Do Not Disturb
Seldom can the title Do Not Disturb have been more appropriate. To get to the Ardeonaig Hotel, it is first necessary to reach Killin, a village of 666 souls which is in Stirlingshire but feels more like the heart of the Highlands. From the village, a well-signposted route to the hotel turns out to be a seven-mile single-track road. Initially hemmed in by trees, the road seems to get narrower and narrower with each twist and turn. Gradually, tantalising glimpses of Loch Tay are revealed on the left until the road bursts out on the lochside before yet more bends and the classic roadside frontage of the hotel appears.
There has been an inn on the site since at least the 16th century, and Ardeonaig was built in 1649. Over the centuries it has served the original drovers, steamboat passengers, wealthy Victorians and anglers seeking the famous salmon of Loch Tay. A £1.8 million refurbishment and expansion was carried out in 2009 and the guest accommodation now consists of 11 rooms in the main hotel, two cottage suites and five garden bothies.
As far as peace and quiet goes, Ardeonaig is perfect – surrounded by some magnificent peaks, the result is no TV, dodgy radio reception (AM only) and intermittent wifi. By the way, does anyone know who won The Masters?
Budget or boutique?
More like classic Scottish country hotel, with décor, style and the amenities you would expect to attract well-to-do Americans and continental travellers.
The five thatched-roof garden bothies stretch along the burn that runs through the site down from the main hotel to the lochside. They are divided into two rooms, a luxuriously furnished and comfortable sitting room/bedroom and a huge, modern bathroom. The bedroom features a king-size bed, while the bathroom gives you a choice of a large roll-top bath or a spacious walk-in shower. There is also an outside sitting area with table and chairs, ideal for warmer evenings.
Worth getting out of bed for
Location, location, location. A walk through the extensive gardens to the lochside is rewarded with stunning views up and down Loch Tay and of Ben Lawers, Scotland’s tenth-highest peak, directly opposite the hotel jetty.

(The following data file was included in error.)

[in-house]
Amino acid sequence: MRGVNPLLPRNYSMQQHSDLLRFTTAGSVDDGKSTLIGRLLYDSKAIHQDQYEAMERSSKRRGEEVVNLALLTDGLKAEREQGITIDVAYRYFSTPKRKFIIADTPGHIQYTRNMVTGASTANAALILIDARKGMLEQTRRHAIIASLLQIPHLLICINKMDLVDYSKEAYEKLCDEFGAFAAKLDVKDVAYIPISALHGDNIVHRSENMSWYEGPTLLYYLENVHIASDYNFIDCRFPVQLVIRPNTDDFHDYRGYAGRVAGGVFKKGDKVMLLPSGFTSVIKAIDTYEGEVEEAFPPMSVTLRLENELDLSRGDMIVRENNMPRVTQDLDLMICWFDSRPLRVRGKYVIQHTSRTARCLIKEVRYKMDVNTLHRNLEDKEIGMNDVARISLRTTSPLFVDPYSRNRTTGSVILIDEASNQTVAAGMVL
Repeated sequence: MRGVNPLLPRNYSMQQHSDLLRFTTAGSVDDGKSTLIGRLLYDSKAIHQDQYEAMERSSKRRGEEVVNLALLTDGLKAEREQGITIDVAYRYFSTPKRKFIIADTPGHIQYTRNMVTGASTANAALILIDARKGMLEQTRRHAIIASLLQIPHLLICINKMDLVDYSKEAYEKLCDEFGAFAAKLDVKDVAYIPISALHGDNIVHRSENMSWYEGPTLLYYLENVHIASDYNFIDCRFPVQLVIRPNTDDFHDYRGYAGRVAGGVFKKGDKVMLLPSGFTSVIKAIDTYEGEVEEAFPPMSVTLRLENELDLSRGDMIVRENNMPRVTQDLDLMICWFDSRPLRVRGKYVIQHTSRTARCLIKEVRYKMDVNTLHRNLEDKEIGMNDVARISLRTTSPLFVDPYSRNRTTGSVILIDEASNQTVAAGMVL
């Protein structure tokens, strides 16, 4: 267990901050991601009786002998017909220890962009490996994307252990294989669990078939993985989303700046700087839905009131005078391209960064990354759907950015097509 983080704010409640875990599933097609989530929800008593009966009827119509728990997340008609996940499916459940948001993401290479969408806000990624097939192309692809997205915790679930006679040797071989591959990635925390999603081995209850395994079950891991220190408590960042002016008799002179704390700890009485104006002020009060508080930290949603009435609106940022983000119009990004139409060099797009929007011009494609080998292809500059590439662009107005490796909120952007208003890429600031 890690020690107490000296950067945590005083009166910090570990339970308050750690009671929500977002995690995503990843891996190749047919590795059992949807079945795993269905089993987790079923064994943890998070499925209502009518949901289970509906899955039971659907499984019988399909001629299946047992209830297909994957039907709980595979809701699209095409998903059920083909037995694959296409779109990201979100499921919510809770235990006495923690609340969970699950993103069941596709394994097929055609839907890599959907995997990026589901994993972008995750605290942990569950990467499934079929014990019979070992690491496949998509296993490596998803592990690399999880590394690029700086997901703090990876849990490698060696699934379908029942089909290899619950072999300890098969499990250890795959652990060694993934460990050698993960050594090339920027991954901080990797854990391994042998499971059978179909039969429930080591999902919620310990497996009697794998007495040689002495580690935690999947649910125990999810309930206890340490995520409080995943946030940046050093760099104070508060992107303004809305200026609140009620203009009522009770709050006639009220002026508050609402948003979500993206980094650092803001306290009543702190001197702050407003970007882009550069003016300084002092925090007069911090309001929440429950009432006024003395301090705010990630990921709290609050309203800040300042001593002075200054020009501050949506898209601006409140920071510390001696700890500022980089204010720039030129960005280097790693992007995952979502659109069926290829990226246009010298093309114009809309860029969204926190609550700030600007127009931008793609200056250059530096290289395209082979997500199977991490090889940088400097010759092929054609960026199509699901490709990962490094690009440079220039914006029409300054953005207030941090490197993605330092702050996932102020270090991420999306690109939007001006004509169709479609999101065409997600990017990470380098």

That jetty can be used if you wish to hire a boat to explore the loch, and ghillies can be engaged for fishing. It is even possible to have a seaplane land and whisk you away to Oban… though you may have to book a year in advance.
The guest guide in the room featured several local walks of varying length and difficulty.
Killin is worth a visit in itself for the spectacular and curious Falls of Dochart. The river flows past the Islands of Inchbuie – ancient burial place of Clan Macnab.
More information about the area’s history can be had at the nearby Breadalbane Folklore Centre.
Wining and dining
Dinner was from a seasonal menu of Scottish produce prepared to the standard of a very high-end city restaurant. Starters of fennel-cured salmon and potato, celeriac and leek roulades with sage mustard and truffle were delicious. They were followed by cod with broccoli, kale and radish in a vegetable broth and an excellent vegetarian gnocchi dish. The fine dessert was pannacotta with pineapple.
The bar was a very intimate snug but guests are welcome to take their drinks into any of the three lounges. Offering Ardeonaig’s own craft lager as well as a selection of Scottish gins and, of course malts, there was a refreshing selectivity to the options on offer.
The trees along the burn are lit up at night in a changing series of hues which made it worth leaving some of the curtains open. The hotel is dog friendly with the one proviso that they are not left alone in the rooms.
Ardeonaig is worth the journey, with friendly and helpful staff and a stunning location.
Rates vary from £60 to £125 per person for bed and breakfast. Dinner is £34.50 for two courses or £42 for three courses. Ardeonaig Hotel, South Loch Tay Side, Near Killin, Stirlingshire FK21 8SU, tel: 01567 820351, www.ardeonaighotel.co.uk